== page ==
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RALPH

I. C O R Y E L L

BIRMINGHAM, MICHIGAN

June 33, 1938.
Mr. Marriner S. Eccles,
Chairman Federal Reserve Bank,
Washington, D*C.
Dear Mr. Eccles:
According to news reports the policy of bank loans
in regard to the expedition of business has come up
for discussion and you are reported as in favor of
a liberalization of present banking procedures.
Our business and banking practices are a matter of
evolution and if they should ever freeze into a set
pattern then we shall cease to progress in that
phase of our civilization*
No matter how far we may progress in science, in production, in selling, in meeting the needs of the
customers, if we fail in the handling of our finances
at the crucial times our country will continue to
have financial crises which might well be avoided
or partially be bridged over by proper financial
arrangements.
It is well known that at the present time bank loans
are available in large quantity but are not used to
any extent, for a variety of reasons. In Michigan
we have new banks for the most part And the commercial
loans-of one of them are about 3 o f the total assets
and of another about 1$.
On the other hand there are thousands of business men
who could use money for varying periods to good advantage, providing they could be assured of a reasonable
stability of market.
In order to get the borrowers and the lenders together
it might be necessary now to devise some new terms
of agreement, but the favorable factor of the utilization
of a large amount of credit is that business would be
stimulated and the probability of repayment would be
many times increased over and above the present probability.
I have heard many times the argument that the depositors
should be protected over and above the borrowers.
But how? Is the money to be put in a vault and kept for
them? Or are we to go back to the Bible and recall that
the servant who utilized the talents to the best advantage was to be best rewarded?



This country is a mass of movement, set up for action.
It does not operate well in a depression, but it really
operates fine at top speed*
A financial system organized on a flexible scale so
as to accommodate varying loads of stress, but especially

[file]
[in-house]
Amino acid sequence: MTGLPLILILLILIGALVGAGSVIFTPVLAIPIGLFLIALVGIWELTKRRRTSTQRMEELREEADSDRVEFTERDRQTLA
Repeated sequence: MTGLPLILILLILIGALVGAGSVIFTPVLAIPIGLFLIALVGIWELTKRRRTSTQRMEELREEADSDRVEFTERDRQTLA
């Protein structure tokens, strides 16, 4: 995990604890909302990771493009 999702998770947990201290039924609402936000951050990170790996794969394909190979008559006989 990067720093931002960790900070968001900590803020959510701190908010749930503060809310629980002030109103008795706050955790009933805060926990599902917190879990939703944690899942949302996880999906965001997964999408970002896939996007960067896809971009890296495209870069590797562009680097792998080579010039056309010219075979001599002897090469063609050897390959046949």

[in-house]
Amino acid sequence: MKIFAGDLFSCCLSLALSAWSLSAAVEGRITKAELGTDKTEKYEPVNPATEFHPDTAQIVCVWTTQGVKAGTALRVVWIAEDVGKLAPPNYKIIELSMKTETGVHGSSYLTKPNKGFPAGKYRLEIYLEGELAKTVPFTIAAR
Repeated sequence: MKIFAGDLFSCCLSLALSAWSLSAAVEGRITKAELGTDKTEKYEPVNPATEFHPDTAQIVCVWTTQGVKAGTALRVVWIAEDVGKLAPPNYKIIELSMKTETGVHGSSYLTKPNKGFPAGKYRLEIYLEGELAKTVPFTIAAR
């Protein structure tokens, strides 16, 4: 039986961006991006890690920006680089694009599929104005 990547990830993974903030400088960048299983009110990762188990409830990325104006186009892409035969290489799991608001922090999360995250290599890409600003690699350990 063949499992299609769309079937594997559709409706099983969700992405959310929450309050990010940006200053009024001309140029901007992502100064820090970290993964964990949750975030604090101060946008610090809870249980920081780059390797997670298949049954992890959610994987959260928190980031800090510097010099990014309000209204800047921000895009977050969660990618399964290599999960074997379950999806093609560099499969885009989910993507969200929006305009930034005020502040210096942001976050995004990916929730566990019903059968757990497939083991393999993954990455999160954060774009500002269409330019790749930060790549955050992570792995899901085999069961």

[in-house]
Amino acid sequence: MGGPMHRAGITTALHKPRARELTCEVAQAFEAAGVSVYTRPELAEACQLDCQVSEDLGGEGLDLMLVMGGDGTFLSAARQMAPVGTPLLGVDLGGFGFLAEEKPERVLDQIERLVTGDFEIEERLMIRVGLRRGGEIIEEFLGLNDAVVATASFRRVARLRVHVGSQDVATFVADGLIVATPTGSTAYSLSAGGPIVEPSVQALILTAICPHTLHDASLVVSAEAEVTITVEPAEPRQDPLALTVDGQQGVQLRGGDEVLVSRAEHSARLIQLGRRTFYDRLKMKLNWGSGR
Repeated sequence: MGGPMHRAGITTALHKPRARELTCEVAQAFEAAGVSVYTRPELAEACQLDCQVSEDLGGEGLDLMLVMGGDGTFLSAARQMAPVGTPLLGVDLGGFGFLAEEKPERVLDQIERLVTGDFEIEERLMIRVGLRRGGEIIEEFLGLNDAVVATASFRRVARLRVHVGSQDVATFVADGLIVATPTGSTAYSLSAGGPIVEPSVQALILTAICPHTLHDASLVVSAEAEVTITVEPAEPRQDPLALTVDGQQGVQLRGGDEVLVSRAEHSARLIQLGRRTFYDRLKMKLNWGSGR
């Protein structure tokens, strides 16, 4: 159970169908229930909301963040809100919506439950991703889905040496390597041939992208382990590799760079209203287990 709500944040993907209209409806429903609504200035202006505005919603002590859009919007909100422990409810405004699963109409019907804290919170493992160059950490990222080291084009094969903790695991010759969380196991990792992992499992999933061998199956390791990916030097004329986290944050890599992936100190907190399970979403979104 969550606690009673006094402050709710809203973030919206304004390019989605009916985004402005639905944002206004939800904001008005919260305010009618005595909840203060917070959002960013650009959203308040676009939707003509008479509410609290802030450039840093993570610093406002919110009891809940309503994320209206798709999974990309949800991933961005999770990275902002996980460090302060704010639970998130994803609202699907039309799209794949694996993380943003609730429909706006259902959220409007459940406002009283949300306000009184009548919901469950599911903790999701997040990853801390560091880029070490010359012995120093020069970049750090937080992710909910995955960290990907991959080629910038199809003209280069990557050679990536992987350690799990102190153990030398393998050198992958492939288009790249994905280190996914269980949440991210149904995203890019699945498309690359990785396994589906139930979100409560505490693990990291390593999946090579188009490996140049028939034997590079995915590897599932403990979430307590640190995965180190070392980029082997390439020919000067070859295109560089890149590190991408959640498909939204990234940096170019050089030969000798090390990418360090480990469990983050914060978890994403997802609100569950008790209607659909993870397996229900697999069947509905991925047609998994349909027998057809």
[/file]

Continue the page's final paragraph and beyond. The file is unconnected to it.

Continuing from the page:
to encourage the spirit of individual enterprise will
best serve the needs of industry and government.
A financial system acting merely in a secondary capacity
to assist the Government and the banks, devoid of any
imagination or initiative, will be a poor dead thing,
unworthy of an active country like ours.
I do not know that I make myself clear but I think
there is plenty of room for improvement in finance
and I feel that there are men who are endeavoring to
work these problems through. If the Government, the
financial units and business will work together on
these problems jointly we should arrive at a satisfactory
solution more promptly.

RIC/r




RALPH

I. C O R Y E L L

BIRMINGHAM, MICHIGAN

June 27, 1938.

Mr. Kalph I* Coryell,
Birmingham, Michigan.
Dear Mr. Coryell:
This Is to thank you for your letter of June 22d
with reference to liberalization of present banking procedures. As the announcement of the program agreed upon
has now been made, you will note that considerable progress
has been made, especially in regard to the financing of
small and medium-sized businesses.
Your letter was of particular interest to me because it recognizes that the best way to protect the interest of the depositor is to make the banking system
function in the interest of borrowers and the economy in
general. Similarly, I was interested in and entirely
agree with your view that the financial system should be
organized, as you state it, u on a flexible scale so as
to accommodate varying loads of stress, but especially
to encourage the spirit of individual enterprise".
I felt that your letter reflected a very broad
view of the problems involved in this whole subject, and
I 7*anted you to know that I appreciate having your views
and your courtesy in writing.

Sincerely yours,

M. S. Eccles,
Chairman.

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